The activist approach of NOAH drew on the Danish tradition of participatory democracy associated with the cooperative movement and the People's High Schools and, more generally, on the populist political tradition of the nineteenth century. The social movements like NOAH that emerged in the 1960s contributed to a new civic policy culture for environmental science and technology that was to grow stronger over the following decades. In Denmark the public debate on environmental issues was not so easy to incorporate as in Sweden. And, in contrast to other countries, the "grass roots" dimension became more important as environmentalists took part in the struggle against nuclear energy and the search for alternative means of energy supply. The opposition to nuclear energy was coordinated by an independent Organization for Information about Nuclear Power (OOA), which so effectively mobilized public resistance and pressure that the Danish government abandoned its nuclear plans in the late 1970s. In addition, the popular debate on alternative energy sources and various public awareness and information campaigns encouraged movement organizations to foster local practical initiatives that gradually became incorporated into Denmark's environmental policy.

In the United States the environmental movement of the 1970s rather quickly divided into what have come to be called the "mainstream" organizations that have become highly professionalized, and various voluntary local groups and networks that have tended to develop around particular issues, from nuclear energy to toxic waste, from climate change and biodiversity to animal rights (Dowie 1996). Where the romantic, or arcadian, tradition received a new lease on life with the counter-culture of the 1960s and then with the emergence of "new age" politics and the widespread movement "back to the country," the managerial, or imperialist, tradition has come to play a significant role in public policy-making and, perhaps especially, in the making of green business.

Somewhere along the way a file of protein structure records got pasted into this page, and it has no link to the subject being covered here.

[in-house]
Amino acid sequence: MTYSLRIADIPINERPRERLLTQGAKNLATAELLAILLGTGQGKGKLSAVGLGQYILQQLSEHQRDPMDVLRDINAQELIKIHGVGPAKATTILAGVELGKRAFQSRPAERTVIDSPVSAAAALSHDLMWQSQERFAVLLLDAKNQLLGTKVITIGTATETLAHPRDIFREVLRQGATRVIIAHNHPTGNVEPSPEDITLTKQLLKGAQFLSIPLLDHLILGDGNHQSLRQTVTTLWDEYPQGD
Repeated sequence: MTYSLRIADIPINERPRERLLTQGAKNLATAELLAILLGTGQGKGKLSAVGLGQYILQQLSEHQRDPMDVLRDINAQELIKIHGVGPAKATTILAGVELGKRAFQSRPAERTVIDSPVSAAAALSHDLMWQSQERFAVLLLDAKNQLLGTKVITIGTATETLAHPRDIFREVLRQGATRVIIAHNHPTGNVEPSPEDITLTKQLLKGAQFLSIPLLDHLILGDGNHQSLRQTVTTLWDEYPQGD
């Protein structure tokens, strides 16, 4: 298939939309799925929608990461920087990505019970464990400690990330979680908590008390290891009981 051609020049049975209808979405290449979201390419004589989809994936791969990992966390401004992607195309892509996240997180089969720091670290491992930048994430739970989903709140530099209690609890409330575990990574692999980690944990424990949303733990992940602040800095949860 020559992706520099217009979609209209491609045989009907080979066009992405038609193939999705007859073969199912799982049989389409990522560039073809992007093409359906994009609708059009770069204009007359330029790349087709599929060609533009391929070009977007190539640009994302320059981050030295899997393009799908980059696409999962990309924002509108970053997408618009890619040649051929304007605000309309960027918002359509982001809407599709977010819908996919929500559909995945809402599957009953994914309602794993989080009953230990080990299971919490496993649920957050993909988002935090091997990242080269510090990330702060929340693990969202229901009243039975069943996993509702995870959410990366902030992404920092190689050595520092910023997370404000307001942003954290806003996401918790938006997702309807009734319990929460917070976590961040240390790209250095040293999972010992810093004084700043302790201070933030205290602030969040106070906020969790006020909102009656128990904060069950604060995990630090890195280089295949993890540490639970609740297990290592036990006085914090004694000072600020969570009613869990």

The mainstream organizations have become active both in programs of sustainable development and in new-issue areas like biotechnology and climate change. Also influential in the United States has been the role of "movement intellectuals," or experts, like Barry Commoner, Amory Lovins, and John and Nancy Jack Todd, who have established alternative research centers and contributed to the innovation of many environmentally friendly techniques and scientific-technical concepts (e.g. Commoner 1971; Todd 1977; Lovins 1977). Thus the environmental movement in the United States has been highly diverse, with much less common ground among local protesters, professional experts, and mainstream organizations than in many European countries. Also in the United States the commercialization of environmental politics has been particularly intense, with the Reagan administration representing a veritable "counter-revolution" in relation to a great many of the achievements of the 1970s. The need for an active private-sector involvement thus became particularly crucial for the environmental movement of the 1980s, as government support to local initiatives turned into a highly visible "backlash" (Rowell 1996).

In the United States of recent years the emergence of a vocal anti-environmental movement is very noticeable (see Luke 2000). For many right-wing populists environmentalism has come to be a part of a global conspiracy of free-traders and internationalists, and the defense of the exploitation of nature has been coupled to the defense of personal freedom. And there has been a pronounced influence of such viewpoints on the role that Americans have played in the new kinds of transnational envi-ronmentalism. Local communities in the United States have done much less than many of their European counterparts to implement Agenda 21, for example (Lake 2000). American officials have been unwilling to enter into international agreements that would affect the possibilities for American business firms to operate in the global marketplace (see French 2000).

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Renewable Energy 101

Renewable Energy 101

Renewable energy is energy that is generated from sunlight, rain, tides, geothermal heat and wind. These sources are naturally and constantly replenished, which is why they are deemed as renewable. The usage of renewable energy sources is very important when considering the sustainability of the existing energy usage of the world. While there is currently an abundance of non-renewable energy sources, such as nuclear fuels, these energy sources are depleting. In addition to being a non-renewable supply, the non-renewable energy sources release emissions into the air, which has an adverse effect on the environment.